“I do, with much content, support Jordan’s role in fighting what’s called ISIS” – Jordanians on the Bombings of IS

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Moath Al-Kassasbeh

The world remains passive and unable to respond, it seems, while IS are slaughtering their way across the Middle East. But after the horrifying killing of the Jordanian pilot Moath Al-Kassabeh a new actor picked up weapons to fight the multi headed dragon: the Jordanian king.

Maybe it’s just the royal PR, but news went out that king Abdullah himself went up in the air to bomb IS, and that the Jordanian airforce intensified bombings against IS as a response to the murder. More than that, they quickly executed a few convicts and alleged terrorists, among them Sajida Al-Rishawi, who had been on death row for a failed suicide attempt since 2005, and whose appeal was still in process. The video footage of Al-Kassabeh reached internet on February 3rd, and Al-Rishawi and Al-Karbouly were hanged in the early hours of February 4th. The justice in these hastened decisions can definitely be questioned. In the war against IS it seems however that all normal rules are out of order. And Jordan seems to be the only actor at the moment this is willing – and able to? – take up the fight against IS. For a comment on this, I asked two of my close friends who are Jordanians, Rasha and Rami who are married, about their opinions. They have been working and studying in different regions all over the world and are currently living outside of Jordan.

“I am with the government in bombing ISIS because they are a real threat to Jordan and the region, but I am really worried about the consequences of this war”, Rasha said. “About Moath, when I knew that he was captured by ISIS, I expected he will be killed. However, I don’t expect him to be burned alive… When ISIS released the video about killing him, my heart broke. I was a little relieved when the government executed Sajida and the other guy who were sentenced to death long time ago and started a revenge for him. I was happy because Jordanian united against ISIS and we didn’t have a chaos in Jordan.”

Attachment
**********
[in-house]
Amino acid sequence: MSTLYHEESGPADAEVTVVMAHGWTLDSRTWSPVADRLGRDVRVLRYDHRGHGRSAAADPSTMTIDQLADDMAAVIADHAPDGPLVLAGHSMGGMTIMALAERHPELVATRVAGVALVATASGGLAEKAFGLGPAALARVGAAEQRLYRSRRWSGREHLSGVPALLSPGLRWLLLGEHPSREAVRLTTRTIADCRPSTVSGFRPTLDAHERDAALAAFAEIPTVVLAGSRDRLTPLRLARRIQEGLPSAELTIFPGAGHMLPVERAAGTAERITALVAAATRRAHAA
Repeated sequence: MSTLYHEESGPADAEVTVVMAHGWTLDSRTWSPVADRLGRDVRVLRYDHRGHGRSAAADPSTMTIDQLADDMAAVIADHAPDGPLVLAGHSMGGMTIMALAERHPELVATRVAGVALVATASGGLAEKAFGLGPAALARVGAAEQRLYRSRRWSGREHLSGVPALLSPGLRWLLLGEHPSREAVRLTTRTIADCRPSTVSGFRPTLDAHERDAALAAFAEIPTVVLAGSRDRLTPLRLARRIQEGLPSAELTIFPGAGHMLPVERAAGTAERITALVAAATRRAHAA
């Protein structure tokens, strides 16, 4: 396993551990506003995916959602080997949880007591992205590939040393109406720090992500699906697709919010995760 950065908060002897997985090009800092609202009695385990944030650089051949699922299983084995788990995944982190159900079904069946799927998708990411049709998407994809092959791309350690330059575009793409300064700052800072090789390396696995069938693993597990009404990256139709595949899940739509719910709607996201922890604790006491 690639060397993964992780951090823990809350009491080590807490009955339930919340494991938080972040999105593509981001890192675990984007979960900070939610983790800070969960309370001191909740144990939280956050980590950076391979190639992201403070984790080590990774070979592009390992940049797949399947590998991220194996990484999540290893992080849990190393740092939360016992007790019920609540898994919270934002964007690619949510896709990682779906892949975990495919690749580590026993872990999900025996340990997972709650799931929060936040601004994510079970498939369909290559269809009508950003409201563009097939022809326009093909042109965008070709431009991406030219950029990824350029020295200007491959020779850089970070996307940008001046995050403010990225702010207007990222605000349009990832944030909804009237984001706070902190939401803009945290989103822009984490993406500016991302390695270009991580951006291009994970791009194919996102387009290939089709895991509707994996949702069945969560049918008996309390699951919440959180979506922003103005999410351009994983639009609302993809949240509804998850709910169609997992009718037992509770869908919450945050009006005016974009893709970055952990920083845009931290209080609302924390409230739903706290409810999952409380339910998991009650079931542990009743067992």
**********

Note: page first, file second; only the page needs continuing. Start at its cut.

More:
Her husband Rami was even more decisive:

I do, with much content, support Jordan’s role in fighting what’s called ISIS. This gang has been committing brutal crimes against humanity and somebody has to stop them! Their barbarian acts of executing journalists, humanitarian field workers and, lately, the Jordanian pilot have revealed their insanity and lack of any ethical and humanitarian principle… They are a real threat to the region and their distorted ideology is a major threat to humanity.

Maybe this united force will be a turning point in the war against IS? I don’t know myself. But we are definitely onto a new path in this international crisis.

Photocredit: en.alalam.ir

Sameera My African Friend in Amman

Amman“You want to go see my friends? They’re African, they speak good English” my neighbor in Amman asked me one Thursday afternoon years back. In the sleepy little area we lived there were not a big variety among the neighbors, so I became curious and tagged along.

Long before that, no one knew when, the father of Sameera and her sisters left his country Nigeria, supposedly to go to Mekka, travelling by land for several months until he came to Jordan. For some reason, if money went out or whatever it could have been, Sameera’s father decided to stay there for a while. Back then Amman was just a village and foreigners a rarity, so rare that the authorities quite soon offered him a passport. There were a few other Africans in Amman though, and someone pointed out the houses to him: “Here lives an African family!” And so he met Sameera’s mother whose father originated from the Ivory Coast, and for a while became a lifetime; he never saw Nigeria again.